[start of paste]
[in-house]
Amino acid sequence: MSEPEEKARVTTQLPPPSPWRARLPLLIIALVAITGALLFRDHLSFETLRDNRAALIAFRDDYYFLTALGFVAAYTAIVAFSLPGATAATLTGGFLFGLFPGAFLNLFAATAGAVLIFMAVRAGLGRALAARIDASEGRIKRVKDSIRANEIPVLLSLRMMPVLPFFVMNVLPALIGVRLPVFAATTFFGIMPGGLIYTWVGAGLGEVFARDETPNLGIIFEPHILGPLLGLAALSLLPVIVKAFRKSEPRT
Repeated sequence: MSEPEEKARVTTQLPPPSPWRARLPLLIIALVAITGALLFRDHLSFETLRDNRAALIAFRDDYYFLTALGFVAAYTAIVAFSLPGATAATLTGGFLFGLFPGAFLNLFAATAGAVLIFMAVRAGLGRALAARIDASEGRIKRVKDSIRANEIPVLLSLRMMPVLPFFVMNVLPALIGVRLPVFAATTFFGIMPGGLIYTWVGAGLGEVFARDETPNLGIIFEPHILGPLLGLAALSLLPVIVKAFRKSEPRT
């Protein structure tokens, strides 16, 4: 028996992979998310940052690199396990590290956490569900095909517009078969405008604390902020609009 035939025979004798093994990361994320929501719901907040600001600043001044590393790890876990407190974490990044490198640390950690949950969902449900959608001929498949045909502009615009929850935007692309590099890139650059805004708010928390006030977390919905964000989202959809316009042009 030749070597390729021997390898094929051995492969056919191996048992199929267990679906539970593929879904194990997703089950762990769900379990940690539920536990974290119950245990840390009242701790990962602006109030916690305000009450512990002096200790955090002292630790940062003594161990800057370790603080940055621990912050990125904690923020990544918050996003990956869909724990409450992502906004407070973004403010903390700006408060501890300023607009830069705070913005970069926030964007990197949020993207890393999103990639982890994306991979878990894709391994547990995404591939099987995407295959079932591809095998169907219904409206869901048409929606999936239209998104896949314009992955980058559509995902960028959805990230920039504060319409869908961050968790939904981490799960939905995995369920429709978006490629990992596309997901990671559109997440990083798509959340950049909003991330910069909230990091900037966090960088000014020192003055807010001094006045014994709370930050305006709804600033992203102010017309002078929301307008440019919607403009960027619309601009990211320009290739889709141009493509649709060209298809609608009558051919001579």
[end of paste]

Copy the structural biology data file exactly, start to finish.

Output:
[in-house]
Amino acid sequence: MSEPEEKARVTTQLPPPSPWRARLPLLIIALVAITGALLFRDHLSFETLRDNRAALIAFRDDYYFLTALGFVAAYTAIVAFSLPGATAATLTGGFLFGLFPGAFLNLFAATAGAVLIFMAVRAGLGRALAARIDASEGRIKRVKDSIRANEIPVLLSLRMMPVLPFFVMNVLPALIGVRLPVFAATTFFGIMPGGLIYTWVGAGLGEVFARDETPNLGIIFEPHILGPLLGLAALSLLPVIVKAFRKSEPRT
Repeated sequence: MSEPEEKARVTTQLPPPSPWRARLPLLIIALVAITGALLFRDHLSFETLRDNRAALIAFRDDYYFLTALGFVAAYTAIVAFSLPGATAATLTGGFLFGLFPGAFLNLFAATAGAVLIFMAVRAGLGRALAARIDASEGRIKRVKDSIRANEIPVLLSLRMMPVLPFFVMNVLPALIGVRLPVFAATTFFGIMPGGLIYTWVGAGLGEVFARDETPNLGIIFEPHILGPLLGLAALSLLPVIVKAFRKSEPRT
């Protein structure tokens, strides 16, 4: 028996992979998310940052690199396990590290956490569900095909517009078969405008604390902020609009 035939025979004798093994990361994320929501719901907040600001600043001044590393790890876990407190974490990044490198640390950690949950969902449900959608001929498949045909502009615009929850935007692309590099890139650059805004708010928390006030977390919905964000989202959809316009042009 030749070597390729021997390898094929051995492969056919191996048992199929267990679906539970593929879904194990997703089950762990769900379990940690539920536990974290119950245990840390009242701790990962602006109030916690305000009450512990002096200790955090002292630790940062003594161990800057370790603080940055621990912050990125904690923020990544918050996003990956869909724990409450992502906004407070973004403010903390700006408060501890300023607009830069705070913005970069926030964007990197949020993207890393999103990639982890994306991979878990894709391994547990995404591939099987995407295959079932591809095998169907219904409206869901048409929606999936239209998104896949314009992955980058559509995902960028959805990230920039504060319409869908961050968790939904981490799960939905995995369920429709978006490629990992596309997901990671559109997440990083798509959340950049909003991330910069909230990091900037966090960088000014020192003055807010001094006045014994709370930050305006709804600033992203102010017309002078929301307008440019919607403009960027619309601009990211320009290739889709141009493509649709060209298809609608009558051919001579």